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UN Official: Peacekeepers in S. Sudan to Extend Patrols Outside Camps

  • Gabe Joselow

A boy carries a girl as they walk through the mud in an internally displaced persons (IDP) camp inside the U.N. base in Malakal, South Sudan, July 24, 2014.

A boy carries a girl as they walk through the mud in an internally displaced persons (IDP) camp inside the U.N. base in Malakal, South Sudan, July 24, 2014.

The top United Nations official in South Sudan says peacekeepers are set to increase patrols outside their bases, to protect civilians living in fighting zones. Reaching those displaced by violence remains a challenge for the U.N.

Speaking at a news conference Tuesday, the head of the U.N. Mission in South Sudan (UNMISS), Ellen Loej, said peacekeepers were planning to extend patrols outside of base camps to protect those affected by violence.

“The U.N. wants them to move out of some of the U.N. camps, to be visible in the communities, and thereby give a sense, hopefully, of security,” said Loej.

About 1.5 million people have been displaced in South Sudan since December by fighting between the government and an armed opposition, stemming from a political dispute between the president and his former deputy.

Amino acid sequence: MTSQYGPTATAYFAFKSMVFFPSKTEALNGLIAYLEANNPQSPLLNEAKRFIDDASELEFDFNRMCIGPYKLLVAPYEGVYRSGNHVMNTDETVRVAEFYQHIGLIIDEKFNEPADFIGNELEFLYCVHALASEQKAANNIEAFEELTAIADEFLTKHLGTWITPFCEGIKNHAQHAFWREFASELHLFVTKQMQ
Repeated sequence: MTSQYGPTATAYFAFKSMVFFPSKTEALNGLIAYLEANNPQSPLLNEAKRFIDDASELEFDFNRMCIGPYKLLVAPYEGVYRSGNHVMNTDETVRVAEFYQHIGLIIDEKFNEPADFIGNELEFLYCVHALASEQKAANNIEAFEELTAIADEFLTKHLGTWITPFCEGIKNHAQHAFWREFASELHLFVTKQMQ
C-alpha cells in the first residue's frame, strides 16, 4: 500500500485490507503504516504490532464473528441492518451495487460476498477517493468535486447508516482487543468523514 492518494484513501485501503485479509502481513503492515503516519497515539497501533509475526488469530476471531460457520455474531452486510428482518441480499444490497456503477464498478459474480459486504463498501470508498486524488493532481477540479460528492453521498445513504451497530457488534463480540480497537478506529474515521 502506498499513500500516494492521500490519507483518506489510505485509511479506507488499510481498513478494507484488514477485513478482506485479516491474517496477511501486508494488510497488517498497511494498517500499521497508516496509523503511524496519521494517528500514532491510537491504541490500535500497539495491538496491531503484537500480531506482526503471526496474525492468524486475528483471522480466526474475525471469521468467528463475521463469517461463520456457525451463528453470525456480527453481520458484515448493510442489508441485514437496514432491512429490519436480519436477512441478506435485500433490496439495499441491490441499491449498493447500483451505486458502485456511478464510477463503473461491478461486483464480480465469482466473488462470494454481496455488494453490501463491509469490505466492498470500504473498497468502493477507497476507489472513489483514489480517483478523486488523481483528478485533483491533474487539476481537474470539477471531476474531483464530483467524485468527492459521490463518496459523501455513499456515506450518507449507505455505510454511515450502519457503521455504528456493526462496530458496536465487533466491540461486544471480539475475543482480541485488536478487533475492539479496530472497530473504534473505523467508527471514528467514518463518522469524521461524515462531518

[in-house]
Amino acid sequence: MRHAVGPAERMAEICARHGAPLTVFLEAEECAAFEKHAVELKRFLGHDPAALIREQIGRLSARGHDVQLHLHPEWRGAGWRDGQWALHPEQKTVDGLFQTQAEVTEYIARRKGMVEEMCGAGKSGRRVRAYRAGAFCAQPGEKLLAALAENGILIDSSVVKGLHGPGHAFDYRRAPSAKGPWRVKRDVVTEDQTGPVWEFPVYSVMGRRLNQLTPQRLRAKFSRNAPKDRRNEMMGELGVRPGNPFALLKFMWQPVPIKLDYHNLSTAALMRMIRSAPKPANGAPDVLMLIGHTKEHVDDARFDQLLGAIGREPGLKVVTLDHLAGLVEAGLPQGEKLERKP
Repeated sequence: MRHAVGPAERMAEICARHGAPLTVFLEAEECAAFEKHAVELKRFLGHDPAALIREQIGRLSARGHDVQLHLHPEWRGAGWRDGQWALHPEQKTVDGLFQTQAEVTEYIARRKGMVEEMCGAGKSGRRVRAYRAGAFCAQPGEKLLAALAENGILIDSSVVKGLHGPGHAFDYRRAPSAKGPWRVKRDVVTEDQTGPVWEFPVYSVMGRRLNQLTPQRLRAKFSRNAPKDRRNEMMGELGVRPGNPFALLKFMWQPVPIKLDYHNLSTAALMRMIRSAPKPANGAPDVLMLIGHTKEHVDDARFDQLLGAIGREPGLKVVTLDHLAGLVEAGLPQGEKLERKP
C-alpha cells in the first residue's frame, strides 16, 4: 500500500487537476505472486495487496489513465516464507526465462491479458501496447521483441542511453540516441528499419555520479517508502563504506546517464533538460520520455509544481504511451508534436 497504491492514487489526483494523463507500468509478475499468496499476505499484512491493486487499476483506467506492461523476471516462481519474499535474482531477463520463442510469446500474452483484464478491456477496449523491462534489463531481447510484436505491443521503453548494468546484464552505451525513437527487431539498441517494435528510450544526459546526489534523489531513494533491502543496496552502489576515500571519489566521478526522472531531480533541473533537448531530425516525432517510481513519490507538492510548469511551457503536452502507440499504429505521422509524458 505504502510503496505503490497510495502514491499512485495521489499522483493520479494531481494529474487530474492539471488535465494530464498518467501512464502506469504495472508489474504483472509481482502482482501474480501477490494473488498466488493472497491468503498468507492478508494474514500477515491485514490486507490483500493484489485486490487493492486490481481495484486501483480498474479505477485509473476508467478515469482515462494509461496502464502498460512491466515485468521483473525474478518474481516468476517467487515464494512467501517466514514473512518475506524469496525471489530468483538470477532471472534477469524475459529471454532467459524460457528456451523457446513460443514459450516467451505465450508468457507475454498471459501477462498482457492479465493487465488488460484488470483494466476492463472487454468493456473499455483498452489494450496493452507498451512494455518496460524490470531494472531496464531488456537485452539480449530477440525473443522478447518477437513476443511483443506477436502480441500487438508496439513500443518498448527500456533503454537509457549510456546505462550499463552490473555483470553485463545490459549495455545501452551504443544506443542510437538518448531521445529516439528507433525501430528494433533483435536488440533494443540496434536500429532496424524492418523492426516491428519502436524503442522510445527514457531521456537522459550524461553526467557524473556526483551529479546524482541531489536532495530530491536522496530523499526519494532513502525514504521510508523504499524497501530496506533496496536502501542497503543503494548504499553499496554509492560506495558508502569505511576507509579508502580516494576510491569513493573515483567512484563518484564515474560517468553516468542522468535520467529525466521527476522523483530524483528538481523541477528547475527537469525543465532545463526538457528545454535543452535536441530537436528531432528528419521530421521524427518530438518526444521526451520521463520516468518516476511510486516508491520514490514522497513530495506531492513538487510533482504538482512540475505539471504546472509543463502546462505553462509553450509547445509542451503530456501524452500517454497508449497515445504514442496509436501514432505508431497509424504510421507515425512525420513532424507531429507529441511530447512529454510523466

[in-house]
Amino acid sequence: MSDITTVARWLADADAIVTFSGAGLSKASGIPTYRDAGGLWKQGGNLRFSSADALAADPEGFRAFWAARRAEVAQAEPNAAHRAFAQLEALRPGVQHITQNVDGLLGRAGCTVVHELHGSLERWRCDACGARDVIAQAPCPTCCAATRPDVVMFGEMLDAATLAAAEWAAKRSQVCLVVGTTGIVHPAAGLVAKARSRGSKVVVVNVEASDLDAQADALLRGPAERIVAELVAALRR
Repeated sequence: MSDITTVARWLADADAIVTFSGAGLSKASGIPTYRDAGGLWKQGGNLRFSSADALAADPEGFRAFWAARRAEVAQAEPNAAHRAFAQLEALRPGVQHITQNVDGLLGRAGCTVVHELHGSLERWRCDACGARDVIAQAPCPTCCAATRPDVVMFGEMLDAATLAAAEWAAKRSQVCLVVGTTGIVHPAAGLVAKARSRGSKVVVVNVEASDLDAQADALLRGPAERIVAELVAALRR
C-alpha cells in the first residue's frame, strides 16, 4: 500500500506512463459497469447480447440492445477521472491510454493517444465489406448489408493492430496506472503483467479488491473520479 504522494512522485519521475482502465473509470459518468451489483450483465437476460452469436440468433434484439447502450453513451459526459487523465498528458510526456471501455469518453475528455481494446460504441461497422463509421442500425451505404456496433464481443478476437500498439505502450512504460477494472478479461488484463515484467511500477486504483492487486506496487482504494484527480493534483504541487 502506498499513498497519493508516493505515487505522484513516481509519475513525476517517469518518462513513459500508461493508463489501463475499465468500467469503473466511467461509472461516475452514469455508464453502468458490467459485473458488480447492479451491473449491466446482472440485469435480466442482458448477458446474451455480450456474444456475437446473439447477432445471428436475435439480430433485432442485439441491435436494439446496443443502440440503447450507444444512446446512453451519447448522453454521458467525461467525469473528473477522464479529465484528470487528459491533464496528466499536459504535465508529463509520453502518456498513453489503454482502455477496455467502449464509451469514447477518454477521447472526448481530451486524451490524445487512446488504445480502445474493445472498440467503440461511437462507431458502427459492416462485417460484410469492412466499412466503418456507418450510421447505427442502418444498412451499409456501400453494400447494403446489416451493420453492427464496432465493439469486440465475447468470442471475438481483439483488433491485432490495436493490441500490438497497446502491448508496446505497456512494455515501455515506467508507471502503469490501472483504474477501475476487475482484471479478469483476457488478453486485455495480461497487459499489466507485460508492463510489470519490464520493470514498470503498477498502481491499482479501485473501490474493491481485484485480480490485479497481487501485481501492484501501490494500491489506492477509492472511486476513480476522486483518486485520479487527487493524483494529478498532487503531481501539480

Nearly 100,000 displaced civilians have taken refuge at U.N. peacekeeping bases, while the rest are living outside of camps, often out of the reach of aid.

The United Nations has about 10,500 peacekeepers in South Sudan, and received a surge of forces this year from Ethiopia, Rwanda and Ghana.

Loej said the United Nations was expecting more to come, including a battalion from China, but said they were having “a little difficulty” getting troops and equipment in place.

Access is another obstacle, as military forces have in some instances prevented U.N. peacekeepers from moving in conflict areas.

Loej called for greater support from South Sudan authorities.

“The challenges in South Sudan are enormous, these challenges are both internal and external and for the mission to implement our mandate, we require cooperation and support by all parties in South Sudan - the government, the opposition and other interest groups,” said the head of UNMISS.

In May, the U.N. Security Council adjusted the mandate for peacekeepers in South Sudan to give priority to protecting civilians.

President Salva Kiir has been critical of the new mandate, complaining last month at the U.N. General Assembly that the mission had stopped helping with development and capacity building.

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